Electric vehicle (EV) emissions are a third of those produced by petrol and diesel vehicles on average, new research has found.
Analysis from not-for-profit Transport & Environment (T&E), published alongside a new tool for calculating the lifetime emissions of an EV, has found that across Europe, EVs produce a third of the emissions conventional cars produce over their lifetime.
This will continue to improve over the next few years, T&E said, as the EU economy decarbonises. In the UK specifically, in a scenario where the average EU electricity is used to produce the batteries and cars, EVs produce -62% lifecycle emissions in comparison to petrol and diesel emissions.
This is despite persistent speculation that EVs emit similar rates of CO2 as ICE vehicles over their lifetime, something T&E said is due to researchers often having to rely on outdated data and evidence, although some life cycle assessments (LCAs) are “deliberately misleading”.
This partially due to the fast developing nature of EVs, with data changing fast in comparison to mature petrol or diesel technology.
T&E’s assessment, however, includes up-to-date evidence on key aspects of the lifecycle performance, it said, including realistic lifetime mileages for EVs adjusted to the performance of the latest generation, real-world emissions of conventional cars over laboratory test values.
It also takes into account that more recent and industrial scale battery manufacturing has resulted in values two to three times lower than previous commonly used estimates, according to T&E, as well as its scenarios for electricity grid decarbonisation being in line with the current and expected uptake of renewables to the 2040s.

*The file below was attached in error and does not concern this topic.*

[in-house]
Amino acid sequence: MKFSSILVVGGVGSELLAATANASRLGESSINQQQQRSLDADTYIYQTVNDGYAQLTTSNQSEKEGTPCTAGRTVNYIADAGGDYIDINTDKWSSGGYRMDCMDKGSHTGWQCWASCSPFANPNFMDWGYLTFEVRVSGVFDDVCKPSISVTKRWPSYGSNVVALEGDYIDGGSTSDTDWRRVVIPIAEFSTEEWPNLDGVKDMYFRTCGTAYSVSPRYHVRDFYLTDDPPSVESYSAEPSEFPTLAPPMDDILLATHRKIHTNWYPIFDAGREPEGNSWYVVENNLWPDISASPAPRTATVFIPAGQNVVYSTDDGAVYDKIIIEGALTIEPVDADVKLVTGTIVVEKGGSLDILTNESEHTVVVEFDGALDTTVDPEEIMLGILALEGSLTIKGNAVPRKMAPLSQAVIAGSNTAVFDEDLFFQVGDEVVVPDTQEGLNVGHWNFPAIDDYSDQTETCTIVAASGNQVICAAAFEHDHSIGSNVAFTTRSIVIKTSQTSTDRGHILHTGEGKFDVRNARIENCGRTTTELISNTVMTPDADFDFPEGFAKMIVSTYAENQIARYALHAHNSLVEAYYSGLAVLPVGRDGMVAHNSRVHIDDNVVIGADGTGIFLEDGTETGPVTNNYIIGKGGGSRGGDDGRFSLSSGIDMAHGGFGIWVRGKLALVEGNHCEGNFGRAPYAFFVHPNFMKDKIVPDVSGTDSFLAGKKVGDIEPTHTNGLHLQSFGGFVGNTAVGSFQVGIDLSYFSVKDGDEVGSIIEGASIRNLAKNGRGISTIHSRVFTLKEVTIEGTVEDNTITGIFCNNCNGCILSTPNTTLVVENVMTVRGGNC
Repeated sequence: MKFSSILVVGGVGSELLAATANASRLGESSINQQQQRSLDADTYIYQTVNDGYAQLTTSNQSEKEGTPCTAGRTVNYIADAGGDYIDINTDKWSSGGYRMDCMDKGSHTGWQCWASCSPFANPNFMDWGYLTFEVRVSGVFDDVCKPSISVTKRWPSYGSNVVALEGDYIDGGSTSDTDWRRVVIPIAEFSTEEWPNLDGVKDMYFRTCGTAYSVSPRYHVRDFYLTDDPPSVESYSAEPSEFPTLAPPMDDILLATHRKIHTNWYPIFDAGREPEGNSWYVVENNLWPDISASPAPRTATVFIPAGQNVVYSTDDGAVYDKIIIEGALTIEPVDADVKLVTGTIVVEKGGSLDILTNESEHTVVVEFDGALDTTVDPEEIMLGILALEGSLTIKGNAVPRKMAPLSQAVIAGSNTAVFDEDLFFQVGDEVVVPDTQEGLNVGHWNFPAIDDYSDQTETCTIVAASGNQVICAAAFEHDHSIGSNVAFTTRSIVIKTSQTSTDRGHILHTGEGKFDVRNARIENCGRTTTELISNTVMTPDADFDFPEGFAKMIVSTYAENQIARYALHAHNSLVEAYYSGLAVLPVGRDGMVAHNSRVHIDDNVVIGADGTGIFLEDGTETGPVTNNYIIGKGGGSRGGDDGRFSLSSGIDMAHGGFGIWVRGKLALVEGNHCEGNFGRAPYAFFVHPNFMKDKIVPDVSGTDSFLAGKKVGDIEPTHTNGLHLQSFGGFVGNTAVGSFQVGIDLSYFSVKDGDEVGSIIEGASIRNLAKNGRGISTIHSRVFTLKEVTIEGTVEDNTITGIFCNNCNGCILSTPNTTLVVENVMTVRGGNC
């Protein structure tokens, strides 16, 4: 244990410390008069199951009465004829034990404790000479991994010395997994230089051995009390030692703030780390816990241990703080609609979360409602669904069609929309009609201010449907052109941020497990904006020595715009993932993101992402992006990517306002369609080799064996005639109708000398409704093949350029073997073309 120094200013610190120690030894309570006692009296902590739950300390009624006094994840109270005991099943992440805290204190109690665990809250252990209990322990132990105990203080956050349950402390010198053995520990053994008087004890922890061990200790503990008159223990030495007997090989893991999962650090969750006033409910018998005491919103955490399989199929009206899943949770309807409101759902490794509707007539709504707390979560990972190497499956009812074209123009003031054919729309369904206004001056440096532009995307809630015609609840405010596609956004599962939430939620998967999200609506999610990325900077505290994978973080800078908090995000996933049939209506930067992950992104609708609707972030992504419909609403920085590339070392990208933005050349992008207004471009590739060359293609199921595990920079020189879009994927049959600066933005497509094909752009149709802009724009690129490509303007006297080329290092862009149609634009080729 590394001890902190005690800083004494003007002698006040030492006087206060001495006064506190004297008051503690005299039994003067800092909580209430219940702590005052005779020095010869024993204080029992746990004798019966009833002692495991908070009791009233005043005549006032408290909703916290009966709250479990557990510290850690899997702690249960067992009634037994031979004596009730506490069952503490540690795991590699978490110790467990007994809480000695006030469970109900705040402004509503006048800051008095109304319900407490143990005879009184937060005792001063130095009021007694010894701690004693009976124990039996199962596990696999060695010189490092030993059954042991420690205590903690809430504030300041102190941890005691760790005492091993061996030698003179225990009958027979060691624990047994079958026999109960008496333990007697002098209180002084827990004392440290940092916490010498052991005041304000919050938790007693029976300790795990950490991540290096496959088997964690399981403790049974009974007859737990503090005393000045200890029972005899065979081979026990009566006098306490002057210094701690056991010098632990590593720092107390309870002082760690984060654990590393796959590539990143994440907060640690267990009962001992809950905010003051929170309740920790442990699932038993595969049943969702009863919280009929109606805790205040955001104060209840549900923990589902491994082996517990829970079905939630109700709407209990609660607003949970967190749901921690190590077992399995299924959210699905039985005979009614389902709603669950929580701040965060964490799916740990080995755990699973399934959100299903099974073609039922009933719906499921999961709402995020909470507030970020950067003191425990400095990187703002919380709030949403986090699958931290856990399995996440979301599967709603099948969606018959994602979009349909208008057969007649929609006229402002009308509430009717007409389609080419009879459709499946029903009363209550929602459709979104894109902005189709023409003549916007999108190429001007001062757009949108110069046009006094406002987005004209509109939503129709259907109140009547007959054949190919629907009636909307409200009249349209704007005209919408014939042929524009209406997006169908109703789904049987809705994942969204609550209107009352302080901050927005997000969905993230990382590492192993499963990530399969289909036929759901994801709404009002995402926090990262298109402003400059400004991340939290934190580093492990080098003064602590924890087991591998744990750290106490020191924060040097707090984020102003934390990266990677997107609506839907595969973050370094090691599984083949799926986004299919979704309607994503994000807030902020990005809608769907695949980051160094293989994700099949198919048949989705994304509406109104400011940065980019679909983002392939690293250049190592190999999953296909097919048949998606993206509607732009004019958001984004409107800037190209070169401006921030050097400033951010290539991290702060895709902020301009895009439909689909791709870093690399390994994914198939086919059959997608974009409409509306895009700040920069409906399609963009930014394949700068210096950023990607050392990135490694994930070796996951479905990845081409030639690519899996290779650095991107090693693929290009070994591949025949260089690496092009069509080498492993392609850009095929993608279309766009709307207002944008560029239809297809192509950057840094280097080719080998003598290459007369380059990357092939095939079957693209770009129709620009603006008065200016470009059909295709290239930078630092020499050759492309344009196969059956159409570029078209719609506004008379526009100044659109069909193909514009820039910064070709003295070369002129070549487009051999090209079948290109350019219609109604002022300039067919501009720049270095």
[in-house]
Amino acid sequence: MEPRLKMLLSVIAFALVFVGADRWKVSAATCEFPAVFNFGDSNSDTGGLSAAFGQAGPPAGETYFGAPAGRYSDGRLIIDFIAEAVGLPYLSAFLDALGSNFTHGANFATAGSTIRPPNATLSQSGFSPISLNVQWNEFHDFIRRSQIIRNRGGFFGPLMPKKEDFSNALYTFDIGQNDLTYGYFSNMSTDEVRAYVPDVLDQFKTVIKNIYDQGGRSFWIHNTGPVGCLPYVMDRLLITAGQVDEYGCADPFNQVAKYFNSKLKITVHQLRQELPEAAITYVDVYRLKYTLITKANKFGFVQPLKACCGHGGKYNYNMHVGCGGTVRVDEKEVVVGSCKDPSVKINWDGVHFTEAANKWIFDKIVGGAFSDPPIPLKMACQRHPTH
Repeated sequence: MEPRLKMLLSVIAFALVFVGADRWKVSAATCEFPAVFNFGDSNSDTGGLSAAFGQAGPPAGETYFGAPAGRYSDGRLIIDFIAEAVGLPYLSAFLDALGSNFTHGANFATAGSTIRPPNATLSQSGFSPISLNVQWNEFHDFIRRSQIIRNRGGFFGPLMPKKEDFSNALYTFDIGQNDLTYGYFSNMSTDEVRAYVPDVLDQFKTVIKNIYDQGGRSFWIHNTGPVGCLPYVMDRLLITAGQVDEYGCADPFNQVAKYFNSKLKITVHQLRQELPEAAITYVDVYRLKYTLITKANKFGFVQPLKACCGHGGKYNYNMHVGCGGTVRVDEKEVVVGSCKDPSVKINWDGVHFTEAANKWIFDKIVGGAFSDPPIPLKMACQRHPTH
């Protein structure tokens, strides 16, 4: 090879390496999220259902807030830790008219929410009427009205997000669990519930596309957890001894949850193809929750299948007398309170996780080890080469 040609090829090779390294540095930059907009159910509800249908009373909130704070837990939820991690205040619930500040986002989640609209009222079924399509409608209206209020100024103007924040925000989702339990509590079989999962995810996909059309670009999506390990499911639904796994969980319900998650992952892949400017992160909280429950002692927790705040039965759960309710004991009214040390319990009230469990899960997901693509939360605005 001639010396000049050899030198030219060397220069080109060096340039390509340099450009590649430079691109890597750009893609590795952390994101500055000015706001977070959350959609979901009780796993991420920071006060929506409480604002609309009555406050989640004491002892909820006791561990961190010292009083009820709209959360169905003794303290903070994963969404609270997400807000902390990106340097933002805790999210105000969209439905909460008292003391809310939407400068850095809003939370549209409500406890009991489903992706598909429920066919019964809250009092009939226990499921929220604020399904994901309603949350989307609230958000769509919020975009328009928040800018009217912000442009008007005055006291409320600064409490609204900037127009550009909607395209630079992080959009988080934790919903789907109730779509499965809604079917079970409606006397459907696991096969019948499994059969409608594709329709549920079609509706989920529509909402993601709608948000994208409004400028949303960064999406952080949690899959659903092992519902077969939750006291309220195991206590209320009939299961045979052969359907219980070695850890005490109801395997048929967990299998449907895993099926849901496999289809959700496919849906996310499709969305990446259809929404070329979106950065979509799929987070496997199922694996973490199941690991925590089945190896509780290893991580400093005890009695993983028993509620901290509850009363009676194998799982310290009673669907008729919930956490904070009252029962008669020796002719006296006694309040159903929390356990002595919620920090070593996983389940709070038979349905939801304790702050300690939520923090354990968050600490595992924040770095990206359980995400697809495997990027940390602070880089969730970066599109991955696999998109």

T&E found that for cars sold in 2020, a medium-sized EU-average car emits around 90gCO₂e/km over its lifetime. Its diesel counterpart emits 234gCO₂e/km and a gasoline car 253gCO₂e/km.
It also looked ahead to the lifecycle emissions of EVs sold in 2030, which are reduced by around 41% on average for cars in the medium category. For an average EU medium electric car, the impact decreases to 53gCO₂e/km due to the decarbonisation of electricity, making it 4.2 times cleaner than a diesel car and 4.5 times cleaner than a gasoline car.
However, EV emissions could be further improved in the future through greater battery recycling and smart charging, including V2G.
Similar research from Imperial College London for Drax Electric Insights was published last year, which found that on average, EVs in Britain emit half the CO2 of diesel cars when the manufacturing of the battery is included and just 25% without.
The report described the notion of EVs being as polluting as conventional cars as "inconcievable", predicting further decarbonisation in the UK could drive EV emissions down to 10% of conventional vehicles in the next five years.